[21] United Nation Office for the Coordination of Humanitarian affairs, Field Update on Gaza from the Humanitarian Coordinator 19 January 2009, 1700 hours

[22] United Nation Office for the Coordination of Humanitarian affairs, Field Update on Gaza from the Humanitarian Coordinator 24-30 March 2009

[23] To have a look to some of the NGOs and Agencies involved look at United Nation Office for the Coordination of Humanitarian affairs, Logistic Cluster, Gaza Crisis Consolidated Sitrep, 19-20-21 January 2009

[24] See also: Human Rights Council Special Session on the Occupied Palestinian Territories, Human Rights Watch statement, July 5, 2006

[25] Hamas battles for control of Gaza, BBC News Online, June 13, 2007

[26] K. A. Toameh, Fatah leaders reeling from ‘the big punishment’, The Jerusalem Post, January 27, 2006

[27] To see the appeal and the organization of the entire humanitarian system for the Gaza Crisis look at http://domino.un.org/UNISPAl.NSF/b987b5db9bee37bf85256d0a00549525/5a1b12c81853b8e385257552006ad3ea!OpenDocument

[28] See the original appeal at http://www.ochaopt.org/gazacrisis/admin/output/files/ocha_opt_gaza_flash_appeal_2009_02_05_english.pdf

[29] http://www.logcluster.org/gaza09a

[30] http://www1.idf.il/matpash/site/templates/controller.asp?lang=en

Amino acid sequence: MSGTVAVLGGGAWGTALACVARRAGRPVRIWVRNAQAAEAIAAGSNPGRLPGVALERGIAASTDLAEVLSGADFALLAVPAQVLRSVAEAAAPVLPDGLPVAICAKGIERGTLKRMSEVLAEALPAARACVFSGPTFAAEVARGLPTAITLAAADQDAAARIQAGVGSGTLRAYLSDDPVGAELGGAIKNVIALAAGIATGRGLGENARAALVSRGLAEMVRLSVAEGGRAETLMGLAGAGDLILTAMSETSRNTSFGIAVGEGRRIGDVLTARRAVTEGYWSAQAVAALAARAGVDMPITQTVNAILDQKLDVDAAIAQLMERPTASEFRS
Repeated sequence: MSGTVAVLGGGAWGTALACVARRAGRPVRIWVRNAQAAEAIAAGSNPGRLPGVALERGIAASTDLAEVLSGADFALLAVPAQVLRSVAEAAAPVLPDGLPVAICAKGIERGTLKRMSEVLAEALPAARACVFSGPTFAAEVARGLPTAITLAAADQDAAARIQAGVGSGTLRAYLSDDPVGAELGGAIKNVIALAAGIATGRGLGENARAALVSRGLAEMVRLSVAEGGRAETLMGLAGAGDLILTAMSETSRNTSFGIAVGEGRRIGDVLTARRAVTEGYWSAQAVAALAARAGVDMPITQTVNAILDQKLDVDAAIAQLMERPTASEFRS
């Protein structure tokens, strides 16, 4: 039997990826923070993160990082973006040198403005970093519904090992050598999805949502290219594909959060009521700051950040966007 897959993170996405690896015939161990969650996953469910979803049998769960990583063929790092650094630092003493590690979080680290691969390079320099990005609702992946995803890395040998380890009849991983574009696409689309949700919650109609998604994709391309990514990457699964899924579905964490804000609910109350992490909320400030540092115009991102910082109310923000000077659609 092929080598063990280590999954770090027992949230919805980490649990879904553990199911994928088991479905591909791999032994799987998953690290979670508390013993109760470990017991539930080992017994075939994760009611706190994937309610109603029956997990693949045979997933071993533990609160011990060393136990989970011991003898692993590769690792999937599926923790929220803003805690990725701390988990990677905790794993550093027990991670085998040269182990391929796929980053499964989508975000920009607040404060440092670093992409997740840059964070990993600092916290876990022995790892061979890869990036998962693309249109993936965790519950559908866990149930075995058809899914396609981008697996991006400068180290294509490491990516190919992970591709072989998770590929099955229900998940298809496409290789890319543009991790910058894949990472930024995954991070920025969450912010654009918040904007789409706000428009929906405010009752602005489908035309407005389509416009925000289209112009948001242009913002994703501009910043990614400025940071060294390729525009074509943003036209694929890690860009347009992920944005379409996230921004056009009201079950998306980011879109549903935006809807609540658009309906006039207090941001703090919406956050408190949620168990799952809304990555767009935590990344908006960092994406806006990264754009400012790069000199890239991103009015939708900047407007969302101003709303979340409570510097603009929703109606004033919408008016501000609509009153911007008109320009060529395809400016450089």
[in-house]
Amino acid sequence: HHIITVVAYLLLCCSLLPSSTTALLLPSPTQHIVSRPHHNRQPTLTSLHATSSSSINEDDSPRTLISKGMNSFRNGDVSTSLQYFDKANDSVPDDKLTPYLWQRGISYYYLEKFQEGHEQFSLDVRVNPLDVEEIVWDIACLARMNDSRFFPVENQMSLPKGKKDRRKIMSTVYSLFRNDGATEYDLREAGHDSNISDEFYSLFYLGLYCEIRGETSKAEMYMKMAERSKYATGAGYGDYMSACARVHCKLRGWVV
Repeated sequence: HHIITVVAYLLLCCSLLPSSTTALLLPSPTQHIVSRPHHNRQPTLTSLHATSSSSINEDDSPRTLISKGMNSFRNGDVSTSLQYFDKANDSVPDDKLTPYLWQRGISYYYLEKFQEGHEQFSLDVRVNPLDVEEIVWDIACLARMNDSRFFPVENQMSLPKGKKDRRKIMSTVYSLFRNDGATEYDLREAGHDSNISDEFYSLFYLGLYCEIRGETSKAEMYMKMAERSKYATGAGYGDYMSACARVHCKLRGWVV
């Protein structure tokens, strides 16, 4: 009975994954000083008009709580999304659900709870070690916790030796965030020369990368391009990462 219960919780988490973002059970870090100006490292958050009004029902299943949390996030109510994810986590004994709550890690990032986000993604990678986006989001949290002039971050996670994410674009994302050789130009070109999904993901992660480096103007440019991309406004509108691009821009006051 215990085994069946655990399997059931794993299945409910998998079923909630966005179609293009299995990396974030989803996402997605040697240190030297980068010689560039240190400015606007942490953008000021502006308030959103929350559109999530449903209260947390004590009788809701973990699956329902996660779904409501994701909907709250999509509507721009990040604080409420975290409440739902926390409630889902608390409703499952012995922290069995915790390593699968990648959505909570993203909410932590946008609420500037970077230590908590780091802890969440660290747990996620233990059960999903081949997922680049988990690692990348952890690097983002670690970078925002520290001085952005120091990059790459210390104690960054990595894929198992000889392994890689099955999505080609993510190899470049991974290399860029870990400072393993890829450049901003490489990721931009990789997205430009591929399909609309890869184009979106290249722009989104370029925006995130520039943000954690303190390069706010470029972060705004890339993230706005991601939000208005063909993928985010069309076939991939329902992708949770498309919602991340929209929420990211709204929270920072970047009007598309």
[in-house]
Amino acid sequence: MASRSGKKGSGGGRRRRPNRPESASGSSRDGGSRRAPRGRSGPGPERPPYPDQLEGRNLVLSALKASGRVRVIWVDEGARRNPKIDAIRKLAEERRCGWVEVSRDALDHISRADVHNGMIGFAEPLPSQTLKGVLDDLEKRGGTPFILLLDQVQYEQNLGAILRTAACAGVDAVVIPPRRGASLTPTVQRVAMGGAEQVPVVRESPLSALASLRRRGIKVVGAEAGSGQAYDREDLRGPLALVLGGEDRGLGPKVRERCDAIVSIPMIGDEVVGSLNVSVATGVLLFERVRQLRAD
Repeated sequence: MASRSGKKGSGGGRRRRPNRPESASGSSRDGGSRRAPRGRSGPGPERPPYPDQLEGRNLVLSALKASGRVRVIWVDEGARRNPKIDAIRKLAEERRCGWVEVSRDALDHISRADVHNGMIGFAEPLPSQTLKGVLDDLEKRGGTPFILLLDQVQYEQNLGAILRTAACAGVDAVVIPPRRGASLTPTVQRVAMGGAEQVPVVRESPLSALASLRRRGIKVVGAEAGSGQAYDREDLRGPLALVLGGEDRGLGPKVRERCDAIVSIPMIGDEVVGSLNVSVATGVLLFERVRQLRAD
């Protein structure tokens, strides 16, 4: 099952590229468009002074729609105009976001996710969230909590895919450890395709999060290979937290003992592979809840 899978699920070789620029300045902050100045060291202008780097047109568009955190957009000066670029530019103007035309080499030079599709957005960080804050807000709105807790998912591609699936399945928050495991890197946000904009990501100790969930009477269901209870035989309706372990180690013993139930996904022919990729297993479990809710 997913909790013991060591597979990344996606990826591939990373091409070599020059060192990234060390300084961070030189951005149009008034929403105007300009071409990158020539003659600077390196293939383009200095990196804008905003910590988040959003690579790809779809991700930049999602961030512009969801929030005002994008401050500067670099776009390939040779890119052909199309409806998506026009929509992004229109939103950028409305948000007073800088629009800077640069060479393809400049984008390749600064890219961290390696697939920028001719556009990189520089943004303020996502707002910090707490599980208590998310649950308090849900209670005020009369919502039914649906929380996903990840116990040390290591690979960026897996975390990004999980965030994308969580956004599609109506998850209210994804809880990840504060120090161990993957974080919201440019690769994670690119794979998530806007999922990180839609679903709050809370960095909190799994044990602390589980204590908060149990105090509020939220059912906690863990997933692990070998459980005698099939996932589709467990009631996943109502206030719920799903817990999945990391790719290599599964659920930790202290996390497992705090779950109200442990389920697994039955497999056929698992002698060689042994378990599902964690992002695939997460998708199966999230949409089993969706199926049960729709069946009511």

[31] See meeting report on http://www.logcluster.org/gaza09a and United Nation Office for the Coordination of Humanitarian affairs, Logistic Cluster, Gaza Crisis Situation Report, Standard Operating Procedures, updated 14 February 2009

[32] See all Gaza Crisis Situation Reports by United Nation Office for the Coordination of Humanitarian affairs, Logistic Cluster at http://www.logcluster.org/gaza09a/latest-updates

[33] United Nation Office for the Coordination of Humanitarian affairs, Field Update on Gaza from the Humanitarian Coordinator 27 -29 February 2009, 1700 hours

[34] ditto

[35] United Nation Office for the Coordination of Humanitarian affairs, Field Update on Gaza from the Humanitarian Coordinator 3 -5 February 2009, 1700 hours

[36] http://www.logcluster.org/gaza09a